“People can be so unkind!”
The woman ahead of me in the grocery store line was large and buxom, and her overheard complaint had to do with complete strangers coming up to her and telling her how fat and unattractive she was.
“Do they think that I never look in the mirror?” she asked the sympathetic clerk. “And really, is it any of their business? And what earthly good does it do to attack me?
“People can be so unkind!”
We read a lot these days about high school girls bullying other girls, as if this were a new and growing phenomenon. Those of us old enough to remember Janis Ian’s At Seventeen realize that such mean-spiritedness has been going on for a long, long time. My 90-year-old mother remembers the caustic teasing she and her Polish farm siblings received at school because they rushed there immediately after milking the cows in the morning.
“We used to lean our heads against the cows’ flanks,” she remembered, “and as the cows had a habit of lying down on anything, including their waste, well we got stuff embedded our hair and didn’t realize it.”
Any guesses on the nicknames?
I’ve heard some propose a national day of encouragement, and it’s not a bad idea. How difficult, really, is it to walk up to someone and say that the blue of their blouse brings out the blue in their eyes?
I mean, if you were going to go up to them anyway and tell them how fat they are, is it any stretch to simply exchange one sentence for another?
In the years that I have spent staying home and raising my children, I have had the opportunity to interact with a LOT of grocery clerks, auto mechanics, dental professionals, receptionists, and just plain people in the aisles. Having been a grocery clerk myself, it didn’t take much training to learn to look the person in the eye, smile, and say Good Morning. It took one of my daughters who worked as a bagger to point out to me that the bagger is the lowliest form of life in the grocery store, and while some people smiled and thanked the checker, NOBODY noticed the bagger.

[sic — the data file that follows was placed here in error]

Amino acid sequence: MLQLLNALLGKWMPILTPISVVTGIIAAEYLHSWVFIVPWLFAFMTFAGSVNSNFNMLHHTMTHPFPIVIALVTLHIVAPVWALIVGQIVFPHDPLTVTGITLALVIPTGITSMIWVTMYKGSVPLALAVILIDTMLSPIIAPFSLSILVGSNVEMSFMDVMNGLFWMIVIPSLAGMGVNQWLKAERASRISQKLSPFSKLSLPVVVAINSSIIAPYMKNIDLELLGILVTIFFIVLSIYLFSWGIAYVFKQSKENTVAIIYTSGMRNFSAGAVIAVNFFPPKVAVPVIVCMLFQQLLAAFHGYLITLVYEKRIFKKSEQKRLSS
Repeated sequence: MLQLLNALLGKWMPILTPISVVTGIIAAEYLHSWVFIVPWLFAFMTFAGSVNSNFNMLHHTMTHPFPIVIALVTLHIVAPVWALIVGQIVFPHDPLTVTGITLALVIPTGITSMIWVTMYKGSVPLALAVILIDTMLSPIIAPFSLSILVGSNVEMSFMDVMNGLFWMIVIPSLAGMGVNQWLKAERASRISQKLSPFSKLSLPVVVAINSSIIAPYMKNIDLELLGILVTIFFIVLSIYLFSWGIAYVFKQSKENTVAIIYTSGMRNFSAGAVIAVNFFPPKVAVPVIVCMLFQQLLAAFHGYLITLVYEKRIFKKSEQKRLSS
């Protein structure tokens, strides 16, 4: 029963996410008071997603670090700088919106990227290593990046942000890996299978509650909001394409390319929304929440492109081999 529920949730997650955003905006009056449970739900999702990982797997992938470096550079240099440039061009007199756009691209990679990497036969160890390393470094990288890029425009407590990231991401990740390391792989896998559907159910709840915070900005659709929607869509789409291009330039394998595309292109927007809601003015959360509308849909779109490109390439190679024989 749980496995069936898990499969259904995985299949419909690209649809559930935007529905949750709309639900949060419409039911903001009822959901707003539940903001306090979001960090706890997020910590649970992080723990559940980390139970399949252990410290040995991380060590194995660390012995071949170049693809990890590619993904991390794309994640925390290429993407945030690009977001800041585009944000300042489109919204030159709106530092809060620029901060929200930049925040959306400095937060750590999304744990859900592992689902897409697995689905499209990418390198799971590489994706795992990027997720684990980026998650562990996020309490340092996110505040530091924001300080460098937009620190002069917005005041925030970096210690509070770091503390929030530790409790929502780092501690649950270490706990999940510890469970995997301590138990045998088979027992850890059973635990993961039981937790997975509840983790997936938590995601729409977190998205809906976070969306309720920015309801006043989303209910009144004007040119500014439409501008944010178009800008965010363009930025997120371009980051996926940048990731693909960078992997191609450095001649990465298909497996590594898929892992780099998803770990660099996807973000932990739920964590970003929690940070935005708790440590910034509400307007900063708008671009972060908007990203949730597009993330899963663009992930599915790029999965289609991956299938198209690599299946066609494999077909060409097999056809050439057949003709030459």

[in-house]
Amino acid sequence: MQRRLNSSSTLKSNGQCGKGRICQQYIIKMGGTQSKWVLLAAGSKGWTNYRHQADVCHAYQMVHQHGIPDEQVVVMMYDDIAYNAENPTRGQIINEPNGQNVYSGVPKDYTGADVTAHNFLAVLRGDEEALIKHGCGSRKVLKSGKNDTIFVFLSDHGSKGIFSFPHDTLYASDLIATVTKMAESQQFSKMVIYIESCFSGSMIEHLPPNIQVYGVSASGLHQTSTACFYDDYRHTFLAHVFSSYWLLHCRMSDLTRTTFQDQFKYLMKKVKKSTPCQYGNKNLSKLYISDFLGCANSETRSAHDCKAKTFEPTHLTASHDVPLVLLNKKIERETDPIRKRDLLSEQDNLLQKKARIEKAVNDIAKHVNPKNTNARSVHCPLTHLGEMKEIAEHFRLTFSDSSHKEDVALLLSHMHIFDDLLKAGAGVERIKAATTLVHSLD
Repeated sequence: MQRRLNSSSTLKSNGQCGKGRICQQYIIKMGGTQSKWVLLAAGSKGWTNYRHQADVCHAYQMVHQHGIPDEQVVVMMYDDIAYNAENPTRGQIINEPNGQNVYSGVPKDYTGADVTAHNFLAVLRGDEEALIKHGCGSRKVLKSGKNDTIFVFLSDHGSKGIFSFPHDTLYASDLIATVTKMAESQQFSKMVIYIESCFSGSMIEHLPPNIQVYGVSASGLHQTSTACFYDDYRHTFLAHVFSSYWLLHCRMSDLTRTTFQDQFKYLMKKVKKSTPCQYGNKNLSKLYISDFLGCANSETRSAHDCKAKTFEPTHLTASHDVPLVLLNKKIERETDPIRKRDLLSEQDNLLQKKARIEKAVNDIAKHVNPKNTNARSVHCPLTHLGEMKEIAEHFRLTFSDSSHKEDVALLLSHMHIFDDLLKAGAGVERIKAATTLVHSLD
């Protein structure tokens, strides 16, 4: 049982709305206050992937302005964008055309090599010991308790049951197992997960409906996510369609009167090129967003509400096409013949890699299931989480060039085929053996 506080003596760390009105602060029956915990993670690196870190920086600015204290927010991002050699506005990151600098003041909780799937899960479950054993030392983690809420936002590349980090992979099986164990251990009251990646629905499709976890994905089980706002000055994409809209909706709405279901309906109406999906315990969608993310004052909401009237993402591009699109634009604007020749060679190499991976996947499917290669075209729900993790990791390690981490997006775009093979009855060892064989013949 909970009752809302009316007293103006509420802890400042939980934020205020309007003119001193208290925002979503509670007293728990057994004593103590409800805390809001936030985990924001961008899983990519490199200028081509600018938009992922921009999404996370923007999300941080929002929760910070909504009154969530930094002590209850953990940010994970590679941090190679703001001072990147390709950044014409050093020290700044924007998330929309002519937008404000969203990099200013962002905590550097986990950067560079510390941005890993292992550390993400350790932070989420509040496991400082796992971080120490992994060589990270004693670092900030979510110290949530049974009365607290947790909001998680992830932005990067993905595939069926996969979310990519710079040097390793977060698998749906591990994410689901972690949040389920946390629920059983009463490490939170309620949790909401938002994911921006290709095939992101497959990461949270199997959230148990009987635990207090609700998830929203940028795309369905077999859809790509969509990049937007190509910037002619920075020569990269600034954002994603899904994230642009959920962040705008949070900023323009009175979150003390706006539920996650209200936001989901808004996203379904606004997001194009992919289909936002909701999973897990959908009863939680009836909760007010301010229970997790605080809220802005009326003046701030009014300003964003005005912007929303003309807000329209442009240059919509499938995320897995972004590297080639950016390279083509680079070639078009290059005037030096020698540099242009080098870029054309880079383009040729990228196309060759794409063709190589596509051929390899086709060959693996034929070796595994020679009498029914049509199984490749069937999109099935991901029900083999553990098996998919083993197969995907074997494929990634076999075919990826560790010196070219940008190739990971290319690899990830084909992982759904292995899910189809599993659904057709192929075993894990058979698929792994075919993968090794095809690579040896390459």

So I added that to my default mode.
At the U-bake pizza parlor, I have gotten into the habit of complimenting the pizza maker on the appearance of the pizza, especially the stuffed ones that require such dexterous twisting and shaping of the dough, as if it were a pie crust.
“What a beautiful pizza!” I always exclaim (much to the chagrin of any teenage child of mine lingering about). From the expression on the clerks’ faces (startled surprise), they must not get that comment very much. Sure, I may be the flakey blonde mom woman, but at least I took the time to tell them that what they did, they did well.
Is that so very difficult?
It’s the small things in life that add up to make the big ones. Leaving little compliments and happy thoughts strewn about not only improves the lives of those around us, but ours as well, directing our thoughts toward calmer pastures and away from the many and sundry distressing elements of day to day life.
It’s free. It’s accessible. It’s easy to do.
Go ahead. Say something encouraging to someone today. Be kind.